The limitations and quirks of Siebel Tools continue to drain my will to live the life of Siebel. I recently had the joys of debugging a Siebel Workflow process that was generating a SQL error – don’t you love that the Workflow Simulator ignores the /S switch on the debugger command line options? Setting the SIEBEL_LOG_LEVEL environment variable will over come that but doing so requires restarting Siebel Tools AND the Web Client as well as generating huge log files for both siebel.exe and siebdev.exe.
I wrote a small C# tool years ago to interactively enable (and disable) SQL debugging on a running Siebel Developer Web Client instance. I’ve updated it with some small UI changes and made it available on the Siebel Store.
I eagerly await the arrival of Siebel CRM Composer, which will probably be the IDE of our dreams… Until then, I continue to work around the limitations of the aging, decrepit Siebel Tools.
I just had to share this with you as it made me laugh out loud – and weep just a little, inside.
We’ve been having countless issues with Siebel Tools since 22.214.171.124 – it just seems to have been steadily broken over the years by careless modifications and a lack of QA. However, this bug in Siebel 15 takes the biscuit:
Doc ID 2040738.1 Siebel Tools 15.2 and 126.96.36.199.8 crashes when attempting to open the Script Editor
Yup, editing script is not possible in the latest Patch Sets, without Tools crashing into a heap. How in the name of all things did this get through QA? I despair sometimes, I really do!
What’s so funny about that, though? Well, have a look at the “workaround”. Now, I’m not going to reproduce the text in full, as I suspect that’s against MOS policy, but let me summarize how Oracle suggest you get around Siebel crashing whenever you try to edit code.
Notepad – The NEW future of Siebel Tools
First up, the reader is gently lulled with the statement: “It appears that a quite straightforward workaround is available“. This is in bold, so I’m even more re-assured that Oracle have got this issue nailed. The article goes on to make the following three, mind boggling recommendations:
Set a non-scripted object to “Scripted=TRUE” and edit the non-existent scripts. Tools might then work for the duration of the session, but probably not and definitely not in 15.2
Do not install 15.2 or 188.8.131.52.8 Patchsets. Genius!
This is the highlight though:
For the object you wish to update, expand in the object explorer and select the “Server Scripts” or “Browser Scripts” child objects. From there copy and paste the script text into a text editor. Edit the script then copy and paste it back into the list applet in Tools.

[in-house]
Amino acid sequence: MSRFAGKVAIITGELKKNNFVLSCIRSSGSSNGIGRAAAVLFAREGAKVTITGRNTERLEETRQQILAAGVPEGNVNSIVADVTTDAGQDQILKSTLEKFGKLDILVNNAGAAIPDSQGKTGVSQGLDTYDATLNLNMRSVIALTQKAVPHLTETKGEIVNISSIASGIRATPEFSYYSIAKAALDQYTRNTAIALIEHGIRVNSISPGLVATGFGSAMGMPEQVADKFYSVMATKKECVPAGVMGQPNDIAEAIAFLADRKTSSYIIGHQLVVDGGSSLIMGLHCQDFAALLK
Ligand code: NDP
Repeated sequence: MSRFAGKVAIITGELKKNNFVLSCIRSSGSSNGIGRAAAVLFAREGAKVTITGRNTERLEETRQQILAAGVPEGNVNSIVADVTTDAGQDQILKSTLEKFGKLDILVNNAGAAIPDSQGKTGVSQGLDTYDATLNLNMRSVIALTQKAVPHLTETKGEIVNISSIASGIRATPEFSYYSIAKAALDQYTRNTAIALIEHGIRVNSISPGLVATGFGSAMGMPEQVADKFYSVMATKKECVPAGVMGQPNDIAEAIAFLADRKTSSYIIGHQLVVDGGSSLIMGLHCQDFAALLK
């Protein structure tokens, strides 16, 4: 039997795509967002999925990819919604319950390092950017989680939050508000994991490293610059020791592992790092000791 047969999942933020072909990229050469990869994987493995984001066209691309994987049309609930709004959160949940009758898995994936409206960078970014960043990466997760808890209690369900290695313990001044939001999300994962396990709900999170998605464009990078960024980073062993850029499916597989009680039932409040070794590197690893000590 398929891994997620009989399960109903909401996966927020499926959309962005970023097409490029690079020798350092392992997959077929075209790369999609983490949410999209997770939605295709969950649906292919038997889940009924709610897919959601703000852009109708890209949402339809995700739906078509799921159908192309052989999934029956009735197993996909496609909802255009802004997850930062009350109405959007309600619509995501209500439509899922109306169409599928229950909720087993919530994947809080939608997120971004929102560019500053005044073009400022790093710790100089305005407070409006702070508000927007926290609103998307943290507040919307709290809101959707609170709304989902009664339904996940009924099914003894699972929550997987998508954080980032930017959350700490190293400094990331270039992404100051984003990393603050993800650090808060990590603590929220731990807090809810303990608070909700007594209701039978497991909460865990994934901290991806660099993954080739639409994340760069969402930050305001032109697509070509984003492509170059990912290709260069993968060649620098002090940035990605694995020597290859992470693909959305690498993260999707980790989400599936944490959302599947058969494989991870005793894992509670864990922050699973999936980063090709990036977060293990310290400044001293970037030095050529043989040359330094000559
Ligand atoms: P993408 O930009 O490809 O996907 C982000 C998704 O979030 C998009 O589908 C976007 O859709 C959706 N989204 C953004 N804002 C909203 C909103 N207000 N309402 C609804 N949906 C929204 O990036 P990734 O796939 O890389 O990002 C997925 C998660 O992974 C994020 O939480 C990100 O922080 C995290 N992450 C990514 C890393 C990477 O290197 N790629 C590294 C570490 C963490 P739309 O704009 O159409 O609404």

To me, this is a stroke of pure genius and probably a great workaround to Siebel Tools in general – just use something else, even Notepad. It can’t be any worse than this!
And there you have it. Yet again, Siebel Tools gets no love. In fact, it’s getting abused, tortured and beaten into submission by uncaring and careless developers. And who suffers? Us – the faithful developers and customers. Again.
Time to give Siebel Tools some TLC, Oracle!
UPDATE: Just a quick update to advise readers to check the date of the post. Apologies to those readers not familiar with this cultural oddity!
There is much discussion and rumour abound around IP2015 and the new Siebel Composer functionality. There’s also some good news about a more straightforward versioning scheme for future Siebel releases.
A recent announcement from Oracle, however, got me really excited – Siebel Composer 15, as it’s to be named, will be delivered with both a Web Based front end and a Visual Studio plugin! And I’ve been privvy to a snapshot of how it’s going to look. This is obviously an early alpha and so is subject to significant change:
The face of Siebel CRM Composer 15
I’ve said before that Visual Studio is the perfect IDE and it’s so exciting to finally hear that Oracle is embracing this platform to deliver a better experience to the developer.
When IP 2015 hits the shelves, what are your plans for phasing out Siebel Tools? I’d be interested if you would like to record your thoughts via the poll below.
You will probably already know that Oracle have released their Statement of Direction (SoD), outlining the proposed content of Innovation Pack 2015. In keeping with previous IP releases, I would expect this to drop around November / December of this year.
The SoD document itself is pretty dry and some of the “innovations” aren’t as exciting as I might have liked (seriously, enhanced help text on installation wizard screens?). However, one item jumps out: Siebel CRM Composer (Developer Preview).
So long, Siebel Tools!
This item is begging for screenshots but instead we are given some high level statements about what CRM Composer might give us:
- Siebel CRM Composer allows multiple instances of application functionality to be created: Finally, versioning of configuration objects in the Siebel Repository
- [Ability for configuration to be] placed into production via the web based administrative user interface with no downtime: The end of the SRF? Here’s hoping!
- Obviates the need for proprietary web templates: Are we going to see the end of all external file based configuration?
This is fantastic news from Oracle and, given my well known and slightly irrational hatred of Siebel Tools, something I’m really excited about. Not only is this news exciting from a developer perspective, Siebel Composer could finally take full fat Siebel into the cloud. I doubt SalesForce.com are quaking in their boots, but this may well give them something to think about.